TEHRAN (FNA)- Head of Russia’s Federal Atomic Energy Agency Sergei Kiriyenko will visit Iran to finalize the launch date of Bushehr power plant.
Kiriyenko is scheduled to hold talks with senior officials of Atomic Energy Organization of Iran during his stay, press tv reported.
Iran’s first Russian-built nuclear power plant is expected to become operational in late 2008.
In December 2007, Russia began the delivery of 82 tons of nuclear fuel to the Bushehr plant, under the supervision of the UN nuclear watchdog, the International Atomic Energy Agency (IAEA).
The US, Israel and their Western allies accuse Iran, a signatory to the nuclear Non-Proliferation Treaty (NPT), of making secret attempts to develop nuclear weapons.
Tehran stresses that the country has always pursued a civilian path to provide power to the growing number of Iranian population, whose fossil fuel would eventually run dry.
Iran is under three rounds of UN Security Council sanctions for turning down West’s calls to give up its right of uranium enrichment, saying the demand is politically tainted and illogical.
Iran has so far ruled out halting or limiting its nuclear work in exchange for trade and other incentives, saying that renouncing its rights under the NPT would encourage world powers to put further pressure on the country and would not lead to a change in the West’s hardline stance on Tehran.
The Vienna-based UN nuclear watchdog, however, continues to conduct snap inspections of Iranian nuclear sites and has reported that all “declared nuclear material in Iran has been accounted for, and therefore such material is not diverted to prohibited activities”.
Moscow, however, has affirmed its determination to press ahead with its nuclear cooperation with the Islamic Republic on the grounds that Iran is legally entitled to use nuclear technology for electricity generation and other peaceful applications.
The five permanent members of the UN Security Council plus Germany have drawn up an incentives package, offering the country political and economic incentives in return for Iran renouncing its right to uranium enrichment on its soil.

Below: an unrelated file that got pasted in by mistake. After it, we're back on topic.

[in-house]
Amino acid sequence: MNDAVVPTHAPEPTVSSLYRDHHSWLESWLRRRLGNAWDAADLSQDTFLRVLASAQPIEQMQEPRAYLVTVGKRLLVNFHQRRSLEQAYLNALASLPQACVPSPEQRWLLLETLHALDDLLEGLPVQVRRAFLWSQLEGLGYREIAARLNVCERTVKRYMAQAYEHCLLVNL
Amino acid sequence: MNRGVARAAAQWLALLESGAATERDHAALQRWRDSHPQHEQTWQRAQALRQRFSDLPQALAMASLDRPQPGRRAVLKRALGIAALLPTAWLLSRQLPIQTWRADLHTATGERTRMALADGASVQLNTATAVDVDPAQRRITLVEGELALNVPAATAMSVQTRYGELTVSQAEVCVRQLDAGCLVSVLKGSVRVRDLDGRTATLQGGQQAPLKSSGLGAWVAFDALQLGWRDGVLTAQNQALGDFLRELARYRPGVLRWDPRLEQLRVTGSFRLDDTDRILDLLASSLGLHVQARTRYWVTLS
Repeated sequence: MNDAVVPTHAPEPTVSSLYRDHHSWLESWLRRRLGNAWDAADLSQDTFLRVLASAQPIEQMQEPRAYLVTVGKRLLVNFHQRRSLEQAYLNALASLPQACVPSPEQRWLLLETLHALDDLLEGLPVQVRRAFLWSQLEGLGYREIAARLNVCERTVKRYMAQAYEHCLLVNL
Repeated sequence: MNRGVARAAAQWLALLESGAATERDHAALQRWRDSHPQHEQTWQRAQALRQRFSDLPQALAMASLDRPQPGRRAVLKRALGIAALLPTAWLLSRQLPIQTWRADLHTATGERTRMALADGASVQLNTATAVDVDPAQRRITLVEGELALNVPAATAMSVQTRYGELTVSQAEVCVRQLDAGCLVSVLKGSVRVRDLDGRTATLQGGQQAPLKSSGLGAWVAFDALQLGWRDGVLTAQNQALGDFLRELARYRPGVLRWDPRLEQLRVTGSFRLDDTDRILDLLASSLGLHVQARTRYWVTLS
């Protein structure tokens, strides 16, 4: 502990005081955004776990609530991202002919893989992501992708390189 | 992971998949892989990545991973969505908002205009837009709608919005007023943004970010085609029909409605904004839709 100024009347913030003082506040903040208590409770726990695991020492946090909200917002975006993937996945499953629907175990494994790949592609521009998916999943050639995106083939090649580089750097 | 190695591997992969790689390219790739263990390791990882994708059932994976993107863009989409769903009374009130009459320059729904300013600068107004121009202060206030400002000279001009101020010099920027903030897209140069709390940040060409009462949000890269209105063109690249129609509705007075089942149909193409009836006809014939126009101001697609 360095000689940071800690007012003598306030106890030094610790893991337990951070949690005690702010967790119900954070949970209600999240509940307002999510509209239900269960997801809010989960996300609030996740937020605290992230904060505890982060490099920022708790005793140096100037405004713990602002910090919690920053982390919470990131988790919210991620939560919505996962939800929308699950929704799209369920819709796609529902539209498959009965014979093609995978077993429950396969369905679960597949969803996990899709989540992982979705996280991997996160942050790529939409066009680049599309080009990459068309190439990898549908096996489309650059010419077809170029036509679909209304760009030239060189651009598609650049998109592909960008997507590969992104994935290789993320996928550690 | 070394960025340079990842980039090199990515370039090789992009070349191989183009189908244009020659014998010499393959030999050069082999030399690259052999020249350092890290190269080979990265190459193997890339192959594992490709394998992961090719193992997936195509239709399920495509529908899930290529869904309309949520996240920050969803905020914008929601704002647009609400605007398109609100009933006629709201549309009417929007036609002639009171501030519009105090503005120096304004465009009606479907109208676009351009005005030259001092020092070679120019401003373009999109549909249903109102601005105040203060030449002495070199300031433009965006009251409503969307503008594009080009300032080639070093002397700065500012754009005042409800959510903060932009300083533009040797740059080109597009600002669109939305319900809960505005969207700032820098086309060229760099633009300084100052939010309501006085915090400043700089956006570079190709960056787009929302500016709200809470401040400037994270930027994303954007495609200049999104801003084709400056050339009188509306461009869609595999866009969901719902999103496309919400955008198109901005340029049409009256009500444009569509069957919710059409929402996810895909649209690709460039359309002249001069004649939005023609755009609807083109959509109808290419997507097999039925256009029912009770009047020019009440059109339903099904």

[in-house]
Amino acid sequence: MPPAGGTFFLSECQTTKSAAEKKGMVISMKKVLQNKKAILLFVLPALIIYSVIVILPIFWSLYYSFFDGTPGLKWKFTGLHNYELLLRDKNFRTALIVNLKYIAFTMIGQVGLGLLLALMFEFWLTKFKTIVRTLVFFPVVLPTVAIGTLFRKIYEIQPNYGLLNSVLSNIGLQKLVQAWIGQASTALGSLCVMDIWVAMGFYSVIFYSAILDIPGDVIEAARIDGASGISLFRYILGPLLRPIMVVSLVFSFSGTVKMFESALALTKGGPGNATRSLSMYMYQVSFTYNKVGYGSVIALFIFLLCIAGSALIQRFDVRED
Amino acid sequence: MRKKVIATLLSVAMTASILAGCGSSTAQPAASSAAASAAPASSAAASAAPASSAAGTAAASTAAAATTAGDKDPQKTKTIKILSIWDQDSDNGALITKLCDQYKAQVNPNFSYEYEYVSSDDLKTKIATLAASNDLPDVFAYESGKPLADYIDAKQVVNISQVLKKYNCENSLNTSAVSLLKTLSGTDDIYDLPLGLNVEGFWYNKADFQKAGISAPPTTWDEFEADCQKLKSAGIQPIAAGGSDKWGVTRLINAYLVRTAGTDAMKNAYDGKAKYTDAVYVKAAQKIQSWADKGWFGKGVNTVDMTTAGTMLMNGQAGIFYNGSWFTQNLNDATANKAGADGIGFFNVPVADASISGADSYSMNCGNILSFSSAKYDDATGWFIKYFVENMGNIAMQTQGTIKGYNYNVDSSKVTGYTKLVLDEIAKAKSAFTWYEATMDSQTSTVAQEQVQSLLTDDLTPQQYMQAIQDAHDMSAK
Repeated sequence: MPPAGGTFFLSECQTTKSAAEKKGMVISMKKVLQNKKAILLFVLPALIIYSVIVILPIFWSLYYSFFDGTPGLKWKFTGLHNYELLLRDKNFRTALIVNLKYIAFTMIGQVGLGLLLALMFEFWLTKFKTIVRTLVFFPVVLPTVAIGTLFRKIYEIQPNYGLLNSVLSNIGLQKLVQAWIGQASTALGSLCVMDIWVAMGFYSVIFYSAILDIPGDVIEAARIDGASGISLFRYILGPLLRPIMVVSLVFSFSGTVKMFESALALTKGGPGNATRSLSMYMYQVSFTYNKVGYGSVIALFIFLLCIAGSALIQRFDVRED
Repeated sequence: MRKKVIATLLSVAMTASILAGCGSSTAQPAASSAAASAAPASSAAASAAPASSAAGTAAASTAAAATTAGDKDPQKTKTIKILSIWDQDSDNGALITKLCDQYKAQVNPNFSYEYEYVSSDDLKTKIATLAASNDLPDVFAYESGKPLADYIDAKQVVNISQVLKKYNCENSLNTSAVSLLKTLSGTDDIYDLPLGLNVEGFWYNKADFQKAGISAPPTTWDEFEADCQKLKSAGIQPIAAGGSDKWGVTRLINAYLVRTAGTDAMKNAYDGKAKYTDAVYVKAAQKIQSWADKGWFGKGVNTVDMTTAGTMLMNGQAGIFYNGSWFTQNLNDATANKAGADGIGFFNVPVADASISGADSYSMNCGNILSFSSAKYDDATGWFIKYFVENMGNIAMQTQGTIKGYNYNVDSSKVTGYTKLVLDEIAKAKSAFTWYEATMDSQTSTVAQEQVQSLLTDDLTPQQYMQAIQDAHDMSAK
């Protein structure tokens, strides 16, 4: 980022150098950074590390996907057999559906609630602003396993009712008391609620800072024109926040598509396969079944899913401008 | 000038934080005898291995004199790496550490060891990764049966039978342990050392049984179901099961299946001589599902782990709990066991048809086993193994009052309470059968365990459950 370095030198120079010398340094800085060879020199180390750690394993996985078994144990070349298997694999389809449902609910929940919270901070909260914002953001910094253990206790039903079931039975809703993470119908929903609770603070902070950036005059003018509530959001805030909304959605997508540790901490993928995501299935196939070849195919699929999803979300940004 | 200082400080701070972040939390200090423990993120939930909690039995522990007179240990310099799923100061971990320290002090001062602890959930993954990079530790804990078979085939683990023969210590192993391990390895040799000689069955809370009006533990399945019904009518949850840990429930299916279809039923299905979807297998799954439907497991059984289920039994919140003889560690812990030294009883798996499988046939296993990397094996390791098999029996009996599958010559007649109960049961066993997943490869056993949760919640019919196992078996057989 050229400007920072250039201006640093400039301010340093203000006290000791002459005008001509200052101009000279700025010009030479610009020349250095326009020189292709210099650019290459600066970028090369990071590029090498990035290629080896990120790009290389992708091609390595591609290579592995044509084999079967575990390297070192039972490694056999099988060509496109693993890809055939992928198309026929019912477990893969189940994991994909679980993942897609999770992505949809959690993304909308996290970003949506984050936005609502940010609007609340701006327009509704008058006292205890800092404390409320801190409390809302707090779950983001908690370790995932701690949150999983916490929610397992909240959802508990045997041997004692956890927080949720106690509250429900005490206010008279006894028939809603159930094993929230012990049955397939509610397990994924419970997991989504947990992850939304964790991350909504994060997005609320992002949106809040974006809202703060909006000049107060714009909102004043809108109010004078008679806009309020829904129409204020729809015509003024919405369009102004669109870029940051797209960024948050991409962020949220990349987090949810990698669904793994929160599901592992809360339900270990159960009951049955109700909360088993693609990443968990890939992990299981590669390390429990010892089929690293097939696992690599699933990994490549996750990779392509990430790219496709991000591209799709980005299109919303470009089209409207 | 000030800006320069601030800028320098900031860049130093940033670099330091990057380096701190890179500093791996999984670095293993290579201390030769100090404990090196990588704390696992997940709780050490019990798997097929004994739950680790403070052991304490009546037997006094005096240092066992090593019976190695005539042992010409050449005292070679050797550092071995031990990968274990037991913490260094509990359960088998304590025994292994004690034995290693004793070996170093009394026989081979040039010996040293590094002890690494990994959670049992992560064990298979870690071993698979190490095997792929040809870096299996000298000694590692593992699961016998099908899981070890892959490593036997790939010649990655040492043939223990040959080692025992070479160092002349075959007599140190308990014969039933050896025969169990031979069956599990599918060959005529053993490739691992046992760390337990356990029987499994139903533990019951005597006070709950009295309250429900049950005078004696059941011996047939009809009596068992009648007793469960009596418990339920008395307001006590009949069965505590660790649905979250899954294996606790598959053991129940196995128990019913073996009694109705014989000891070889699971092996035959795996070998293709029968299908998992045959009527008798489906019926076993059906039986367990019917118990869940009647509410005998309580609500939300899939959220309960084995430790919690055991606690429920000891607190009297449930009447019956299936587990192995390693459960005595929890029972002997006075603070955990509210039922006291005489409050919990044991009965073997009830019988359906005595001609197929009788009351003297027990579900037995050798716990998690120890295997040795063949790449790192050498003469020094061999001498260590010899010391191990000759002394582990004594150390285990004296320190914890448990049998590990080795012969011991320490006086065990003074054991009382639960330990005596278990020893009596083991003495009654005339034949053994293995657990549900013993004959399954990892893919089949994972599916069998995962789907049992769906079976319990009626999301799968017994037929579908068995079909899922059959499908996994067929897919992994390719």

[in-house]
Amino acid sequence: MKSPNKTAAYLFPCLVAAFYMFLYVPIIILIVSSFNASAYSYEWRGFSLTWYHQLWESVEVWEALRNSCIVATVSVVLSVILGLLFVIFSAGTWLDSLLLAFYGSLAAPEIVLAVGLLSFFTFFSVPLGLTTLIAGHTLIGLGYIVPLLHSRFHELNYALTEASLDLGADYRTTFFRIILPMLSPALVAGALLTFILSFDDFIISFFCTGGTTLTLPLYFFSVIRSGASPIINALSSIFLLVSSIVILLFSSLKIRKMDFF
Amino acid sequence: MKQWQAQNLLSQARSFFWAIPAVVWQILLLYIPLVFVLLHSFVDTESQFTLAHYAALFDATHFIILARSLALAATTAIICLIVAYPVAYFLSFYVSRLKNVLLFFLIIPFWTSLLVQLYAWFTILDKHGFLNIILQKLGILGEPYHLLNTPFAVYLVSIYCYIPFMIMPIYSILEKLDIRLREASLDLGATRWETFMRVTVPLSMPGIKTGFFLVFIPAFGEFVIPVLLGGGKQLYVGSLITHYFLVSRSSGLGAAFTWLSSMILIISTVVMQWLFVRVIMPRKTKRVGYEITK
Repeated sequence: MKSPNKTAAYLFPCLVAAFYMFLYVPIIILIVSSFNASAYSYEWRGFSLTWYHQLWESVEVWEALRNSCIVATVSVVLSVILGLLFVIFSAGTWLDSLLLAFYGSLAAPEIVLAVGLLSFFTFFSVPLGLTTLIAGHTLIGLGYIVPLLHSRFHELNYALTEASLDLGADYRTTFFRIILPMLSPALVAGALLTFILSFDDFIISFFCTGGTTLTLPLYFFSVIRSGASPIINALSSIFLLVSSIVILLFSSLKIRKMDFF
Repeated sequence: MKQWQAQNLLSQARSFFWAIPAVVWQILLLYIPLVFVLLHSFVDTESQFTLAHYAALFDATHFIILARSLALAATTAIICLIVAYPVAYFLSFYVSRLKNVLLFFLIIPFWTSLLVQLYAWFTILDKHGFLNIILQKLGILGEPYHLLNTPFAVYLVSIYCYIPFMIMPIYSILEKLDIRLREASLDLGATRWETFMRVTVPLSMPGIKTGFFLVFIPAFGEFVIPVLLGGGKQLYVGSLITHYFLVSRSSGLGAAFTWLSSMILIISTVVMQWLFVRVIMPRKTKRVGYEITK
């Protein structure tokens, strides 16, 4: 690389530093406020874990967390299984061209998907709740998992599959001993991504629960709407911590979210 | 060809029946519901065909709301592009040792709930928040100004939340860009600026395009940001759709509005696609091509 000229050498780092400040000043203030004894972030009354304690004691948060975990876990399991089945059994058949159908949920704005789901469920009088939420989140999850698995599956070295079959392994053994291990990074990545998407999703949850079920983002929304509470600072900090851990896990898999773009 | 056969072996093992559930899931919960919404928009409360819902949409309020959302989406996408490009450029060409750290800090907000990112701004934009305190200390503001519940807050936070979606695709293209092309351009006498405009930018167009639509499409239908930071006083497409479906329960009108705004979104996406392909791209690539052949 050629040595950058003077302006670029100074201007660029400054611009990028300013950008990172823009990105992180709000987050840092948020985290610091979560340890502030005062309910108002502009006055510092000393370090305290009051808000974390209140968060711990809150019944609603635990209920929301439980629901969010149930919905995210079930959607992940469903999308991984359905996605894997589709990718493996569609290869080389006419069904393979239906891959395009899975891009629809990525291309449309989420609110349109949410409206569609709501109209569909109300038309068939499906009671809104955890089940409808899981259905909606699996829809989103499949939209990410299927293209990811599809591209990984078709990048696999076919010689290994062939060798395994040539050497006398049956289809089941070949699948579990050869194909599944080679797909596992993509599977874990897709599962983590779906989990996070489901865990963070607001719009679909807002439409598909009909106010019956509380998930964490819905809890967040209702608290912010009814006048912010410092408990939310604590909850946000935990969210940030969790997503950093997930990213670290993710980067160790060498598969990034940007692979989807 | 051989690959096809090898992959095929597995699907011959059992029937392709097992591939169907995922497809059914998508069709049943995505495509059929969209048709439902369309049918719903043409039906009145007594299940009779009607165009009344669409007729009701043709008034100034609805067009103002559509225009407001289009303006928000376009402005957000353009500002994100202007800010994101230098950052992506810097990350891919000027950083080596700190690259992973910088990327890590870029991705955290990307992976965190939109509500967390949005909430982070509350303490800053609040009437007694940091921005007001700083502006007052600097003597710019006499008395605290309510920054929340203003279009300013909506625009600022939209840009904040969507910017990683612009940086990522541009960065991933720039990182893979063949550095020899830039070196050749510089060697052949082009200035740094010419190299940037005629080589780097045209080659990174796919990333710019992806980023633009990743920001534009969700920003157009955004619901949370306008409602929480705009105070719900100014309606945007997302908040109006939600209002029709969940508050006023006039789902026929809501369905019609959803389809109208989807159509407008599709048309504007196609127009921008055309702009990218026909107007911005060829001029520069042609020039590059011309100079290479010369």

Iran plans to construct additional nuclear power plants to provide for the electricity needs of its growing population.
Iran currently suffers from an electricity shortage that has forced the country into adopting a rationing program by scheduling power outages – of up to two hours a day – across both urban and rural areas.
Iran insists that it has to continue enriching uranium because it needs to provide fuel to a 300-megawatt light-water reactor it is building in the southwestern town of Darkhoveyn as well as its first nuclear power plant in the southern port city of Bushehr.
Iran has repeatedly said that it considers its nuclear case closed after it answered the UN agency’s questions about the history of its nuclear program.
Some political analysts believe that the US is at loggerheads with Iran over the independent and home-grown nature of Tehran’s nuclear technology, which gives the Islamic Republic the potential to turn into a world power and a role model for other third-world countries. Washington has laid much pressure on Iran to make it give up the most sensitive and advanced part of the technology, which is uranium enrichment, a process used for producing nuclear fuel for power plants.
Washington’s push for additional UN penalties contradicted the report by 16 US intelligence bodies that endorsed the civilian nature of Iran’s programs. Following the US National Intelligence Estimate (NIE) and similar reports by the IAEA head – one in November and the other one in February – which praised Iran’s truthfulness about key aspects of its past nuclear activities and announced settlement of outstanding issues with Tehran, any effort to impose further sanctions or launch military action against Iran seems to be completely irrational.
The February report by the UN nuclear watchdog, the International Atomic Energy Agency, praised Iran’s cooperation in clearing up all of the past questions over its nuclear program, vindicating Iran’s nuclear program and leaving no justification for any new UN sanctions.
Not only Iranian officials, but also many other world nations have called the UN Security Council pressure unjustified, especially in the wake of recent IAEA reports saying Iran had increased cooperation with the agency.